A call on social media for those on the frontlines of responding to the coronavirus pandemic to share the stories that have affected them the most has prompted a wave of responses that show just how devastating the disease can be.
In a tweet published on Thursday, Dr. John J. Lowe, the assistant vice chancellor for health security training at the University of Nebraska Medical Center, asked medical practitioners to share their accounts in hopes that it might encourage the public to “take precautions” to prevent the spread of coronavirus.
“We keep using data to communicate Covid risk, trends and to ask people to take precautions,” Dr Lowe wrote in the tweet.
“As the US peaks, perhaps it is time to share our personal experiences. So to my fellow Covid warriors, what experiences left an imprint on you?” Dr Lowe asked.
The request was met by dozens of responses from first responders, doctors, nurses and those whose families have been forever changed by the coronavirus pandemic.
For one doctor, Dr Ranu Dhillon, who also serves as an instructor at the Harvard Medical School, the experience that left the biggest imprint was having to deliver incredibly devastating news to the same two siblings twice.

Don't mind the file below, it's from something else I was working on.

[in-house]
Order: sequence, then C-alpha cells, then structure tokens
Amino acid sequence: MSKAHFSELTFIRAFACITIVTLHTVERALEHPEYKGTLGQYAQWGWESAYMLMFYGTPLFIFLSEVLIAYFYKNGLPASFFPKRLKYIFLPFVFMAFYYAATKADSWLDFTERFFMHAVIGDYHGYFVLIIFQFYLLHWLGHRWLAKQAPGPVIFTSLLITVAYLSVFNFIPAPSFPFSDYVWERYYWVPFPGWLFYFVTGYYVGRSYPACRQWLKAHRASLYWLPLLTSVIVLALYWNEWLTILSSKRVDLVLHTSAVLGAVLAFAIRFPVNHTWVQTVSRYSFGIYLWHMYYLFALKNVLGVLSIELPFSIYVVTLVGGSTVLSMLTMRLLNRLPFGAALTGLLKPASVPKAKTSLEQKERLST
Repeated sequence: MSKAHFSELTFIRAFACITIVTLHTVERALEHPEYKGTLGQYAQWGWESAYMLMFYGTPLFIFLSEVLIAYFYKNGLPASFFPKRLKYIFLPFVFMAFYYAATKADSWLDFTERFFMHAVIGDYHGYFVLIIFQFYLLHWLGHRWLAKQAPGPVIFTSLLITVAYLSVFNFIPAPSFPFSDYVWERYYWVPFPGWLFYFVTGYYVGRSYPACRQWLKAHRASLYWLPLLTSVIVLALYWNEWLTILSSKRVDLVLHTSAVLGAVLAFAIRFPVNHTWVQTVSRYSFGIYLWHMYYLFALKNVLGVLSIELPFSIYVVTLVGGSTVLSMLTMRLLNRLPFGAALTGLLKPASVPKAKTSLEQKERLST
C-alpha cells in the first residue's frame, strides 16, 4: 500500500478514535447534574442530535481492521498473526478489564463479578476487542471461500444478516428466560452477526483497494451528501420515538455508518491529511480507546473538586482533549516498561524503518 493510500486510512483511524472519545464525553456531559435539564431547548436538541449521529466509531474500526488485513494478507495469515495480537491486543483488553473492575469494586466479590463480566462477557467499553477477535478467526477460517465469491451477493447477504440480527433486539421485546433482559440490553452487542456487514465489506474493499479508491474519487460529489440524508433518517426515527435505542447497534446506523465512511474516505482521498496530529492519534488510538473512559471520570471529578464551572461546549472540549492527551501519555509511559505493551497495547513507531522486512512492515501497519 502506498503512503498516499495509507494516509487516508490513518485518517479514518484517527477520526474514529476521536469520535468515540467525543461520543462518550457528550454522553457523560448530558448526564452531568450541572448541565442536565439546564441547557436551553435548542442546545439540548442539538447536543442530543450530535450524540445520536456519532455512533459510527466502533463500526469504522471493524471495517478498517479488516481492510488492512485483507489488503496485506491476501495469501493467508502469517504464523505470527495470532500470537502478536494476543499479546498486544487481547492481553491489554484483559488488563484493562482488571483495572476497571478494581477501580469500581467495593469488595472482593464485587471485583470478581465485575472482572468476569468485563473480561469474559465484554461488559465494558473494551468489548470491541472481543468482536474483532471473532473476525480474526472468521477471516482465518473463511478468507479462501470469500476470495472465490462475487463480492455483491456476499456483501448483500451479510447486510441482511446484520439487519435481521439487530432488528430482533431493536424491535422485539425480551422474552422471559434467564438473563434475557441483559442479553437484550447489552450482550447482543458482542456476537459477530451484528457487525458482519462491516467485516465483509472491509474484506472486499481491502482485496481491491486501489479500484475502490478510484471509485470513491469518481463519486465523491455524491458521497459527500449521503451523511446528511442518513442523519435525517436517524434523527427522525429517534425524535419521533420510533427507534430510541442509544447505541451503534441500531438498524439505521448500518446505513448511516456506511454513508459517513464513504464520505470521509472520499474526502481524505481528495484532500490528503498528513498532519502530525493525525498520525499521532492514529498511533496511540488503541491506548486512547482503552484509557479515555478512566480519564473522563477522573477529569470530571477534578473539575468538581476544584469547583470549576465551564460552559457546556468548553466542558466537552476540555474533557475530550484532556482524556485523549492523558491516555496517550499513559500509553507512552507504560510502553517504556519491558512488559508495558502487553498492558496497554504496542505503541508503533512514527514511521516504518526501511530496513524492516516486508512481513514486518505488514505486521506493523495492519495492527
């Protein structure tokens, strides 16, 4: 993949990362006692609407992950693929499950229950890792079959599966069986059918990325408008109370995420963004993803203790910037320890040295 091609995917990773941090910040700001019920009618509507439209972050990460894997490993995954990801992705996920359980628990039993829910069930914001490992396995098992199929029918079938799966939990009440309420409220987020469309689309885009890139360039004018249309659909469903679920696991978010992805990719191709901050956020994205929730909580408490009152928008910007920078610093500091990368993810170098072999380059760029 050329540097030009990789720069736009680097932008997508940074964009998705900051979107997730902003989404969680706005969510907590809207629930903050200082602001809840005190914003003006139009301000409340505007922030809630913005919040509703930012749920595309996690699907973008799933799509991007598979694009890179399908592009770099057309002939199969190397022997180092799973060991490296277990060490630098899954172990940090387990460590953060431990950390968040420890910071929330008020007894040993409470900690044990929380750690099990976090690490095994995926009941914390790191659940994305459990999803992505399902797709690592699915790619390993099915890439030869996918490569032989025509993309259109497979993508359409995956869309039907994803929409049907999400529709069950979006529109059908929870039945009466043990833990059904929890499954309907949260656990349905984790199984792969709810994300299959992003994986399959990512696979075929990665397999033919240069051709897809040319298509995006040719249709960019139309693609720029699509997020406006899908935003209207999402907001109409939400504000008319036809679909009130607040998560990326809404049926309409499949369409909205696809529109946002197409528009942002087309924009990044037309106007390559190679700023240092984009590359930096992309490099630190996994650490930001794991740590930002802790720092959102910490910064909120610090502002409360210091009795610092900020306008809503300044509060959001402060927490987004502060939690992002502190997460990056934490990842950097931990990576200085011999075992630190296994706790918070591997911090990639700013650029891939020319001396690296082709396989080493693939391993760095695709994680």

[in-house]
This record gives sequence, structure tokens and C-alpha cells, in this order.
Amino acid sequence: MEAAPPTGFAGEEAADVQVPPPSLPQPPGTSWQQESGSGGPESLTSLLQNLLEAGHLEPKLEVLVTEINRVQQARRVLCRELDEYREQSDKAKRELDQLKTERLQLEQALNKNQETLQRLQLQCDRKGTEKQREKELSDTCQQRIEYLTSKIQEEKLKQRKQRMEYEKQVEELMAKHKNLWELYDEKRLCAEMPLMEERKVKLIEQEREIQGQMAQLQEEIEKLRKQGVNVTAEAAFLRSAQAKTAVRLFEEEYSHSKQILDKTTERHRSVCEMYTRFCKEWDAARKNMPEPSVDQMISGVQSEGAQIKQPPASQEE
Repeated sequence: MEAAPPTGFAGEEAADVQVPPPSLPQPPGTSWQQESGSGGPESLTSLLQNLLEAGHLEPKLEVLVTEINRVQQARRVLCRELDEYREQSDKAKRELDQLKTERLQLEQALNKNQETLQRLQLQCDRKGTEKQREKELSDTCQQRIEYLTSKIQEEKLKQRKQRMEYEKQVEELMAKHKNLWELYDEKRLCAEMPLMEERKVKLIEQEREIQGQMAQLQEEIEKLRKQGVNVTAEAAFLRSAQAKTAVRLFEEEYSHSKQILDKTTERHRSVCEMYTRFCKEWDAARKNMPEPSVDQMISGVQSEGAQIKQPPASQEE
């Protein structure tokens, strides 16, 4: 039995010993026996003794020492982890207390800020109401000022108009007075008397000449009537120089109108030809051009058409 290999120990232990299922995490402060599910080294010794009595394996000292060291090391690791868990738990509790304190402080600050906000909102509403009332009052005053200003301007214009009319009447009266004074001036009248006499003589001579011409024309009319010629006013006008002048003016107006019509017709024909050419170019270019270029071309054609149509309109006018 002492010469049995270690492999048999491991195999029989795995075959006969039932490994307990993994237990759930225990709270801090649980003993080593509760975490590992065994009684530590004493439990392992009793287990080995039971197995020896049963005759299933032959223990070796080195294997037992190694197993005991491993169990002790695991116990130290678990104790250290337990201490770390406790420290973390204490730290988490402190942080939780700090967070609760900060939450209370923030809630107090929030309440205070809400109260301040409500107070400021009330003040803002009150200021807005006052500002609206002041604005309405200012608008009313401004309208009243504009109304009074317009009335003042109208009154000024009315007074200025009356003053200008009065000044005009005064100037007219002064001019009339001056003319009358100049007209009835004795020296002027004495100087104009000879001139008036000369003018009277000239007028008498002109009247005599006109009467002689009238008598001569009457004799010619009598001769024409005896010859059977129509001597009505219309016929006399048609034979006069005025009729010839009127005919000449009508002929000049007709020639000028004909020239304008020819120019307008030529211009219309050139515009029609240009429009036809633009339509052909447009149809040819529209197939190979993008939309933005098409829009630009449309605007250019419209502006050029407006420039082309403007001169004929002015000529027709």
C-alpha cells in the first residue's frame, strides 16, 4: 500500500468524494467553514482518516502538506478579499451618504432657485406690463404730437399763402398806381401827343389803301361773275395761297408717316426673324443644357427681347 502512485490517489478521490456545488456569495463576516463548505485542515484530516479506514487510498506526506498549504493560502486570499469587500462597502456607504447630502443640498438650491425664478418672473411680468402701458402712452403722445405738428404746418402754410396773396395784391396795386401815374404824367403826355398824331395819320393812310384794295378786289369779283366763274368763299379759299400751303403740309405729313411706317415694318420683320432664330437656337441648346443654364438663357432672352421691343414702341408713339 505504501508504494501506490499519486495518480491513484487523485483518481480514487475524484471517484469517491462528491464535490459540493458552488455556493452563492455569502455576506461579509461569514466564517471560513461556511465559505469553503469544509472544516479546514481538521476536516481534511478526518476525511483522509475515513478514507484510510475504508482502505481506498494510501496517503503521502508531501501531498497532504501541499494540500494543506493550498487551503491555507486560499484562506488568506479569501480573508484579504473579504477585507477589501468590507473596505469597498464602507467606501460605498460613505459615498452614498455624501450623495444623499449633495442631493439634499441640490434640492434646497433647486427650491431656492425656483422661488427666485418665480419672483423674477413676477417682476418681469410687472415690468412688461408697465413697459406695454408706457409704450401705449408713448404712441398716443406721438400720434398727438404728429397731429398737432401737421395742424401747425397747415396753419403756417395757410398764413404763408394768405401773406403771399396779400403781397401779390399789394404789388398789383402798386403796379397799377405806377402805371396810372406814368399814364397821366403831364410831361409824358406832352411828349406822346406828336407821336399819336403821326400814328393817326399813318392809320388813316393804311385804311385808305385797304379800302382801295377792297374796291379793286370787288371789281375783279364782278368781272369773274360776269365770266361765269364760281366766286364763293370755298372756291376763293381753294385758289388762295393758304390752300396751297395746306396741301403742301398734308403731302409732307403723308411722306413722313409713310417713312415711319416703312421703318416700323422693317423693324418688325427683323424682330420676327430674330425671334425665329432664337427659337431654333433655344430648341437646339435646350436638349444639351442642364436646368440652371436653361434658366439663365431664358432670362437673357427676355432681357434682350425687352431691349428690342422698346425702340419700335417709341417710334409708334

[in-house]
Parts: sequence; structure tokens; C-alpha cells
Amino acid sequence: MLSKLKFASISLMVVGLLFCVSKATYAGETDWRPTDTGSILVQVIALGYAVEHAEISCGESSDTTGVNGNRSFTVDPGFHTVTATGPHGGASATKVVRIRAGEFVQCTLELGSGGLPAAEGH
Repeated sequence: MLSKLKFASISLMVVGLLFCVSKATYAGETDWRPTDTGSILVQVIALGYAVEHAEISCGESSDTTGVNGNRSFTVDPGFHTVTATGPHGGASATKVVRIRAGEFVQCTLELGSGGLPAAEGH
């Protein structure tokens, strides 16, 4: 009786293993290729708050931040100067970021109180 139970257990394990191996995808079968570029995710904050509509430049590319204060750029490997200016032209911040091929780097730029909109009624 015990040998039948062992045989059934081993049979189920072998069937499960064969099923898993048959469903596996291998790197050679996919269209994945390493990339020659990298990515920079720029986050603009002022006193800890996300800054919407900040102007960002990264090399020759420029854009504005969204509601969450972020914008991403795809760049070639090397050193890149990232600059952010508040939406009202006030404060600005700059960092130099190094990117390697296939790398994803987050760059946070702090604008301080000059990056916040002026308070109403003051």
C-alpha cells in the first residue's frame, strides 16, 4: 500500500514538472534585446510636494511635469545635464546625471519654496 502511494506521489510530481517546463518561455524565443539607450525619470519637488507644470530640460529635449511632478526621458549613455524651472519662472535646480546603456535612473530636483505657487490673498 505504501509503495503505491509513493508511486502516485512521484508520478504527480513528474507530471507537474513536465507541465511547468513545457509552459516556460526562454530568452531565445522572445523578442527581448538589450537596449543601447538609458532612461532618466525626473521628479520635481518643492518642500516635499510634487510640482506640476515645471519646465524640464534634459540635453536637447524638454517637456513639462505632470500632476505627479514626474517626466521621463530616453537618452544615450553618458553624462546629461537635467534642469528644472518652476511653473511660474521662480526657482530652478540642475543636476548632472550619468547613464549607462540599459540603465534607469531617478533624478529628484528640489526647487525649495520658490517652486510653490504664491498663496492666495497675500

“Telling two teenagers whose father died in our ICU from Covid a few days earlier that their mother had also just died in our ICU from Covid,” Dr Dhillon said.
The message was met by a wave sympathy, with many offering their condolences to the family and empathising with Dr Dhillon for his own experience.
For another doctor, Dr Jen Manne-Goehler, one of the most difficult aspects of responding to the pandemic was experiencing “deep sadness for every worried mother unable to visit their sick or dying child”.
However, the doctor said it was also difficult to endure the “deep sadness for every worried child unable to visit their sick or dying parent”.
“Yes, the separations are rough,” Dr Lowe said, noting that in the midst of the coronavirus pandemic, many families around the world have not been able to see or say goodbye to their loves ones due to efforts to prevent the spread of coronavirus in hospitals.
One doctor, Dr Kelly Cawcutt, said one of the most difficult experiences was having to hold the hand of a patient when she asked if she was going to die and “having to say, ‘yes, I believe you will’”.
That, of course, was not the only painful experience the doctor has had to endure amid the pandemic.
“Calling yet another family to say I have done everything I can, I’ve used all the life support measures I have, but [your] loved one is dying,” is another, the doctor said.
“Or coming home and breaking down in tears because so many have patients died & the burden is so hard to carry for all of us,” Dr Cawcutt continued.
“And then,” the doctor said, “we see inadequate action to stop the growing weight of lives lost.”
Globally, more than 52.9 million cases have been identified, while there have been at least 1,295,976 deaths confirmed to be Covid-related.